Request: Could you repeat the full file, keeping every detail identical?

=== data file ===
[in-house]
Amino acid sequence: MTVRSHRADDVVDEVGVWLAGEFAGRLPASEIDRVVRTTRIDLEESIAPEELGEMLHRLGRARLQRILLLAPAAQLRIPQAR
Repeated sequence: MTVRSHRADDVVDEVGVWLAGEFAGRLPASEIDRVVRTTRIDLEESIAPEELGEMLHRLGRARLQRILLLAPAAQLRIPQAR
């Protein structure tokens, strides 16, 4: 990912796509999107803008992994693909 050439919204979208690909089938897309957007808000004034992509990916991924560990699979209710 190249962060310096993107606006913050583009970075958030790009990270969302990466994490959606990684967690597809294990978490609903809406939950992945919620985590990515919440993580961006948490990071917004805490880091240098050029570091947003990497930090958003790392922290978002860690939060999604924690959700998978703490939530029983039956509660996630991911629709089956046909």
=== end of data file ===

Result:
[in-house]
Amino acid sequence: MTVRSHRADDVVDEVGVWLAGEFAGRLPASEIDRVVRTTRIDLEESIAPEELGEMLHRLGRARLQRILLLAPAAQLRIPQAR
Repeated sequence: MTVRSHRADDVVDEVGVWLAGEFAGRLPASEIDRVVRTTRIDLEESIAPEELGEMLHRLGRARLQRILLLAPAAQLRIPQAR
């Protein structure tokens, strides 16, 4: 990912796509999107803008992994693909 050439919204979208690909089938897309957007808000004034992509990916991924560990699979209710 190249962060310096993107606006913050583009970075958030790009990270969302990466994490959606990684967690597809294990978490609903809406939950992945919620985590990515919440993580961006948490990071917004805490880091240098050029570091947003990497930090958003790392922290978002860690939060999604924690959700998978703490939530029983039956509660996630991911629709089956046909």